On 15 August 1947, at the stroke of midnight, India gained its independence. On 26 January 1950, the independent nation became a Republic under its new Constitution. Most British officials who had served and governed under the ‘Raj’ departed at, or soon after, Independence. This article examines a man who went against this trend, ‘staying on’ in service to the new nation – William Broome, later a judge of the Allahabad High Court.
The Constitution of India
There was substantial continuity between India’s constitutional order before 1947 and the new order which replaced it. Much of the structure of the 1950 Constitution was inherited from the 1935 Government of India Act, enacted by the British Parliament at Westminster; some of the powers of the new government, including powers of detention without trial, preserved prerogatives of the old regime. But in many other respects, the 1950 Constitution was drafted as a direct response to the experience of colonial rule and as an aspirational, even transformative document. Many of its drafters in the Constituent Assembly had been involved in the struggle for India’s independence; others, including the principal drafter of the Constitution, Dr BR Ambedkar, had suffered discrimination and vilification within Indian society because of their caste, religion or gender.
Where the colonial regime suppressed ‘seditious’ speech and activity, the Constitution protects rights to freedom of speech, assembly and association.Where lower-caste people had been persecuted and ostracised, the Constitution abolishes ‘untouchability’ and prohibits discrimination on the basis of religion, caste and sex. And where India had suffered famines and impoverishment, the Constitution’s ‘Directive Principles’ set out (non-justiciable) precepts for the elimination of social and economic inequalities within India.
Despite the character and origins of the Constitution, there was, and is, a striking degree of continuity between India’s colonial and independent judiciary. The first Chief Justice of independent India, Harilal Kania, had been knighted by the British; as late as 1970, Chief Justice Hidayatullah was the holder of an OBE (conferred before Independence). Indian judges and members of the Indian Bar still robe; judges are addressed in Court as ‘your Lordship’, as in the United Kingdom; and civil and criminal procedure are still dominated by codes enacted under the Raj. Beyond protocols, honorifics and procedure, a striking example of colonial continuity is that several judges of British origin who had served under the colonial regime stayed on as judges of the new nation’s courts, shaping the development of precedent under the new Constitution. The longest-serving of these judges was William Broome.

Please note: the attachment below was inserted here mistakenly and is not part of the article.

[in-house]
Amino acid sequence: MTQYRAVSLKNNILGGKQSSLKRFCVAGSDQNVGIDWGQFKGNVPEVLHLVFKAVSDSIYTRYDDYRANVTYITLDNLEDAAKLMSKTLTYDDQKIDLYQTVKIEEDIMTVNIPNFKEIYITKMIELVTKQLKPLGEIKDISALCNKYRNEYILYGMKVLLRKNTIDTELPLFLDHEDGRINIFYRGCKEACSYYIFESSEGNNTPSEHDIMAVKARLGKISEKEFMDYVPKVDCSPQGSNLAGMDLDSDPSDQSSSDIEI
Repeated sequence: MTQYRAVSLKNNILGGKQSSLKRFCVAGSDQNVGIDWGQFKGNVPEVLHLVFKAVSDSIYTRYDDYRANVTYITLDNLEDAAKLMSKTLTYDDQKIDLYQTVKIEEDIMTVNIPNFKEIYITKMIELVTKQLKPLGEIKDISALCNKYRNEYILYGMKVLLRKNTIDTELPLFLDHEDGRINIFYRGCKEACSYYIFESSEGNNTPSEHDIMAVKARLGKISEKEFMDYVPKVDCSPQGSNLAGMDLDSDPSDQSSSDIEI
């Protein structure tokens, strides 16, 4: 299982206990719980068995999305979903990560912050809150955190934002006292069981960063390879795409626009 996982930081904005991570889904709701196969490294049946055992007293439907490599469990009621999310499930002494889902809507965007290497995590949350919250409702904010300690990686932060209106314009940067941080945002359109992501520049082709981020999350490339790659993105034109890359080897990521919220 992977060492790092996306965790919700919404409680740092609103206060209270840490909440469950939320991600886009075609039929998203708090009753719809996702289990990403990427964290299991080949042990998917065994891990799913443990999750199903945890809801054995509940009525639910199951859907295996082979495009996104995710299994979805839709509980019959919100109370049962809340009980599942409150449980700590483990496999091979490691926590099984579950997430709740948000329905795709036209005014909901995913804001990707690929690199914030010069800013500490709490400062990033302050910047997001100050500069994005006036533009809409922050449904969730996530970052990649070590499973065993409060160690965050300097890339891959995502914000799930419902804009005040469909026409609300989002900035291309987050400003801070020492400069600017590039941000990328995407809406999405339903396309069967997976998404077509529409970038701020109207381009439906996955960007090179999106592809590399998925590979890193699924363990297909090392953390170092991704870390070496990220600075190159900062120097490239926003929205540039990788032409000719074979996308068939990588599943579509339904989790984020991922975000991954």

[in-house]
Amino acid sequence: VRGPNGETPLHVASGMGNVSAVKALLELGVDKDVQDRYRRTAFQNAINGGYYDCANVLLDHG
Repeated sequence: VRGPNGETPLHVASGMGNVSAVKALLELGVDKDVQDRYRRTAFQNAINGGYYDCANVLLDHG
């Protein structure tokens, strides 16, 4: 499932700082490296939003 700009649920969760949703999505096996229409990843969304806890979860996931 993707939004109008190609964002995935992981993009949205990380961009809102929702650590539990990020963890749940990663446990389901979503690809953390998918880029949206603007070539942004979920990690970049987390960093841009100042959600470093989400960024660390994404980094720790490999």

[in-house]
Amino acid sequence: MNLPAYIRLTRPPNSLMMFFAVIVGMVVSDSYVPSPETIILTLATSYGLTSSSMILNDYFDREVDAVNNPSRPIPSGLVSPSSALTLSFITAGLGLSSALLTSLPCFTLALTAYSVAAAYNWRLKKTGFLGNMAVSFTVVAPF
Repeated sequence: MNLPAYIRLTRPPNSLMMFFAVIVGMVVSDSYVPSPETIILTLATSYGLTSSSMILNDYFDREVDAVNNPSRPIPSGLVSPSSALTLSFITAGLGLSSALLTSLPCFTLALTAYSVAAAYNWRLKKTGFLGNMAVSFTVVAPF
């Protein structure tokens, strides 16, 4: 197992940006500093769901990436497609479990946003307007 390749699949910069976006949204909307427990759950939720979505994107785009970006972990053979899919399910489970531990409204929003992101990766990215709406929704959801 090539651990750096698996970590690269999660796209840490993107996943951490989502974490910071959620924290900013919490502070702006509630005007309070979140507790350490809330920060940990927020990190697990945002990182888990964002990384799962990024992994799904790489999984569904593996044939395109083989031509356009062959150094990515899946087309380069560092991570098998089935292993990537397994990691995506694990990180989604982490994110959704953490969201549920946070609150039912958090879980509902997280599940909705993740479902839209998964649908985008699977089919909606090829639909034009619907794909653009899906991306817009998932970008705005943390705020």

The life of William Broome
William Broome was born in London on 18 March 1910. He joined the Indian Civil Service (ICS) – the ‘steel frame’ of the Raj, the small and elite cadre of civil servants who administered India under colonial rule – in 1932. After initial service as an administrative officer, he opted for the ICS’s ‘judicial branch’; he served as Registrar of the Allahabad High Court (1943–1945) and as a District and Sessions judge (1941–1943, 1945–1958), the equivalent to a NSW District Court judge.
In 1937, Broome married Swaroop Kumari Gour, daughter of the first Vice-Chancellor of the University of Delhi. His children were given names of Indian origin and were raised as Hindus. Broome, a polyglot, spoke multiple Indian languages and collected Indian art and artifacts. He was not the only British person in India under the Raj, or even the only British official, to marry into an Indian family. But this was still a significant and unorthodox development. Colonial rule in India rested upon assumptions of ‘colonial difference’ – of separation and hierarchy between rulers and ruled. Broome’s marriage to Swaroop, his immersion into Indian culture and the way in which he raised his children were in defiance of those settled norms. After 1947, when most of his contemporaries left India, Broome stayed in service in the judiciary of independent India.
In 1958, Broome had lived in India for more than two decades and was the most senior District and Sessions judge in the state of Uttar Pradesh. That year, Prime Minister Jawaharlal Nehru wrote to the Secretary-General of India’s Ministry of External Affairs about Broome. Nehru noted that he had ‘seldom known any Englishman who has so Indianized himself in various ways as [Broome] has’:
He is, I believe, a good linguist in Indian languages. He has married an Indian wife. In fact, he is as much as Indian as anybody can be who is not born in India and indeed probably more so than many people born in India.
Nehru said that Broome was ‘as near an Indian citizen as anyone can be’, and more Indian ‘than many people born in India’. The catch, however, arose from Indian citizenship law at that time – which prevented British citizens from becoming Indian citizens. After Nehru’s intervention, a solution was found: Broome could renounce his British citizenship and then, a few days later, become an Indian citizen. A few weeks after becoming an Indian citizen on 5 November 1958, Broome was appointed as a judge of the Allahabad High Court.